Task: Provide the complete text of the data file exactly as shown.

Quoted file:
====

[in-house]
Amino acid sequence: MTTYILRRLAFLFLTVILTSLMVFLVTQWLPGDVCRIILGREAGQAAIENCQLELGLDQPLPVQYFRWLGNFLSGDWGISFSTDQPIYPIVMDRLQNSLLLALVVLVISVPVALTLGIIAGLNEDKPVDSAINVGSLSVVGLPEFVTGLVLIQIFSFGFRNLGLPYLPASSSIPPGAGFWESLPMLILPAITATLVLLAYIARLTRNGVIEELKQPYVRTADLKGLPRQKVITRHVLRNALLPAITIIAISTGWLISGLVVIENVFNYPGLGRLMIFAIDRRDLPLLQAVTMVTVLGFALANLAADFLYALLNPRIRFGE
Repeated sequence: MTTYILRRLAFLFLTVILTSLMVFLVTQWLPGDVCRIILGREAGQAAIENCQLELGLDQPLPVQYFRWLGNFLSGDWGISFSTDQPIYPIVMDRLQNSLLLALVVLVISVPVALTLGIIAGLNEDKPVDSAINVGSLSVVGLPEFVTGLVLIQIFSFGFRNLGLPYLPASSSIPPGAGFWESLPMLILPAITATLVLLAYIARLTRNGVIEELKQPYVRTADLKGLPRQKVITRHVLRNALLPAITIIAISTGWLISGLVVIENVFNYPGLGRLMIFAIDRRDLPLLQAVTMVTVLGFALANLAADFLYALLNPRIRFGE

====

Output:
[in-house]
Amino acid sequence: MTTYILRRLAFLFLTVILTSLMVFLVTQWLPGDVCRIILGREAGQAAIENCQLELGLDQPLPVQYFRWLGNFLSGDWGISFSTDQPIYPIVMDRLQNSLLLALVVLVISVPVALTLGIIAGLNEDKPVDSAINVGSLSVVGLPEFVTGLVLIQIFSFGFRNLGLPYLPASSSIPPGAGFWESLPMLILPAITATLVLLAYIARLTRNGVIEELKQPYVRTADLKGLPRQKVITRHVLRNALLPAITIIAISTGWLISGLVVIENVFNYPGLGRLMIFAIDRRDLPLLQAVTMVTVLGFALANLAADFLYALLNPRIRFGE
Repeated sequence: MTTYILRRLAFLFLTVILTSLMVFLVTQWLPGDVCRIILGREAGQAAIENCQLELGLDQPLPVQYFRWLGNFLSGDWGISFSTDQPIYPIVMDRLQNSLLLALVVLVISVPVALTLGIIAGLNEDKPVDSAINVGSLSVVGLPEFVTGLVLIQIFSFGFRNLGLPYLPASSSIPPGAGFWESLPMLILPAITATLVLLAYIARLTRNGVIEELKQPYVRTADLKGLPRQKVITRHVLRNALLPAITIIAISTGWLISGLVVIENVFNYPGLGRLMIFAIDRRDLPLLQAVTMVTVLGFALANLAADFLYALLNPRIRFGE